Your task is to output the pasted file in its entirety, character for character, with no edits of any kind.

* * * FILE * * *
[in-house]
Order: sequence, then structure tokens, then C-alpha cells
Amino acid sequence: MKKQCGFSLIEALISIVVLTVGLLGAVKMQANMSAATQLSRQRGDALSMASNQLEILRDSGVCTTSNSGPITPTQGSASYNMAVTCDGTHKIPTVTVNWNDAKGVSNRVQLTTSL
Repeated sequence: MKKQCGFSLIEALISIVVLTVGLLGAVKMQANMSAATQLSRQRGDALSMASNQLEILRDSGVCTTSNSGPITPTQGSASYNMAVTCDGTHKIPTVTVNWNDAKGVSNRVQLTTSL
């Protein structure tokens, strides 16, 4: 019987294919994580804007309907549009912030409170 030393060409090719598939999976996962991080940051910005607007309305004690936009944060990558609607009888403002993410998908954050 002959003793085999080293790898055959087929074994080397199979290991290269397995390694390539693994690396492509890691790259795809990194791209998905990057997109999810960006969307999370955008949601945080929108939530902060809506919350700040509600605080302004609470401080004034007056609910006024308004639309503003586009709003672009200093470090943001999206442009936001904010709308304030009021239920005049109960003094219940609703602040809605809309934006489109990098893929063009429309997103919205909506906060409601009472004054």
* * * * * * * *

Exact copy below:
[in-house]
Order: sequence, then structure tokens, then C-alpha cells
Amino acid sequence: MKKQCGFSLIEALISIVVLTVGLLGAVKMQANMSAATQLSRQRGDALSMASNQLEILRDSGVCTTSNSGPITPTQGSASYNMAVTCDGTHKIPTVTVNWNDAKGVSNRVQLTTSL
Repeated sequence: MKKQCGFSLIEALISIVVLTVGLLGAVKMQANMSAATQLSRQRGDALSMASNQLEILRDSGVCTTSNSGPITPTQGSASYNMAVTCDGTHKIPTVTVNWNDAKGVSNRVQLTTSL
């Protein structure tokens, strides 16, 4: 019987294919994580804007309907549009912030409170 030393060409090719598939999976996962991080940051910005607007309305004690936009944060990558609607009888403002993410998908954050 002959003793085999080293790898055959087929074994080397199979290991290269397995390694390539693994690396492509890691790259795809990194791209998905990057997109999810960006969307999370955008949601945080929108939530902060809506919350700040509600605080302004609470401080004034007056609910006024308004639309503003586009709003672009200093470090943001999206442009936001904010709308304030009021239920005049109960003094219940609703602040809605809309934006489109990098893929063009429309997103919205909506906060409601009472004054």